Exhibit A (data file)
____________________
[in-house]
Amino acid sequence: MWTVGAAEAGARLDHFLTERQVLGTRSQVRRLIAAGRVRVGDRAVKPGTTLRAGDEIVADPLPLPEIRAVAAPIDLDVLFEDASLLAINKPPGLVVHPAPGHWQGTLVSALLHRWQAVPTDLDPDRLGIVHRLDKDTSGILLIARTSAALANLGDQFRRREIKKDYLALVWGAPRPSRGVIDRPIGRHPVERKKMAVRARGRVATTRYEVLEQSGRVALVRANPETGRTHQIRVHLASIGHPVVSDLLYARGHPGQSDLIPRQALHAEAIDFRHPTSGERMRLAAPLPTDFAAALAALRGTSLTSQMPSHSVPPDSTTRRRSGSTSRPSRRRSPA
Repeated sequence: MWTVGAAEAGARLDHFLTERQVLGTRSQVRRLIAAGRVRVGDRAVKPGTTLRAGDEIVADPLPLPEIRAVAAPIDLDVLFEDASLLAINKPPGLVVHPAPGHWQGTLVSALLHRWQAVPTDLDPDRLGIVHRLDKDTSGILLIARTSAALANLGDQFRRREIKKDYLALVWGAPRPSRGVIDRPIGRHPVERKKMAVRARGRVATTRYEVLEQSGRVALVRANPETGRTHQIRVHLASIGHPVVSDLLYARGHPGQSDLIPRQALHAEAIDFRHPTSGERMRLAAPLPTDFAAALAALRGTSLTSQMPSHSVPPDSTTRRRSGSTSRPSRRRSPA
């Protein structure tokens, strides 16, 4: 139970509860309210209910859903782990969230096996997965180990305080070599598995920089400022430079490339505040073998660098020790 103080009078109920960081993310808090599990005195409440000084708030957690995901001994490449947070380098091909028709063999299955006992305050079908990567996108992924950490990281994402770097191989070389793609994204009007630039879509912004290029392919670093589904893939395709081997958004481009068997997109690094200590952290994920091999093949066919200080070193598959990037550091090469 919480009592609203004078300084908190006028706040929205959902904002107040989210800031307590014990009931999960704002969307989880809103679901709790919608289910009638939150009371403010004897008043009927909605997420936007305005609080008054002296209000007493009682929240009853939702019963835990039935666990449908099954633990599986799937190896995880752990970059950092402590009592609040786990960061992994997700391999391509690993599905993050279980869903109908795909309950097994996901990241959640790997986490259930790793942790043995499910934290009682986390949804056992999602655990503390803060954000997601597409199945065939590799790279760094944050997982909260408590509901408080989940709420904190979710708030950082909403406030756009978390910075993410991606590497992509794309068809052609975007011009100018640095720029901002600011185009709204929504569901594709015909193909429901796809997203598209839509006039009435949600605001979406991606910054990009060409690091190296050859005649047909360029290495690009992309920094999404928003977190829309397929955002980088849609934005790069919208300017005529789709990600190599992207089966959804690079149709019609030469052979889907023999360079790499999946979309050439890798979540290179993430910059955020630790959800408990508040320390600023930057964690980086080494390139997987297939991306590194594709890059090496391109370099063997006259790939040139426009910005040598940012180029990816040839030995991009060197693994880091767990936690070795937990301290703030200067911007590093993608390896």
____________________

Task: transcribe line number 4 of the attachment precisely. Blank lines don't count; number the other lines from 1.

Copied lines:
């Protein structure tokens, strides 16, 4: 139970509860309210209910859903782990969230096996997965180990305080070599598995920089400022430079490339505040073998660098020790 103080009078109920960081993310808090599990005195409440000084708030957690995901001994490449947070380098091909028709063999299955006992305050079908990567996108992924950490990281994402770097191989070389793609994204009007630039879509912004290029392919670093589904893939395709081997958004481009068997997109690094200590952290994920091999093949066919200080070193598959990037550091090469 919480009592609203004078300084908190006028706040929205959902904002107040989210800031307590014990009931999960704002969307989880809103679901709790919608289910009638939150009371403010004897008043009927909605997420936007305005609080008054002296209000007493009682929240009853939702019963835990039935666990449908099954633990599986799937190896995880752990970059950092402590009592609040786990960061992994997700391999391509690993599905993050279980869903109908795909309950097994996901990241959640790997986490259930790793942790043995499910934290009682986390949804056992999602655990503390803060954000997601597409199945065939590799790279760094944050997982909260408590509901408080989940709420904190979710708030950082909403406030756009978390910075993410991606590497992509794309068809052609975007011009100018640095720029901002600011185009709204929504569901594709015909193909429901796809997203598209839509006039009435949600605001979406991606910054990009060409690091190296050859005649047909360029290495690009992309920094999404928003977190829309397929955002980088849609934005790069919208300017005529789709990600190599992207089966959804690079149709019609030469052979889907023999360079790499999946979309050439890798979540290179993430910059955020630790959800408990508040320390600023930057964690980086080494390139997987297939991306590194594709890059090496391109370099063997006259790939040139426009910005040598940012180029990816040839030995991009060197693994880091767990936690070795937990301290703030200067911007590093993608390896």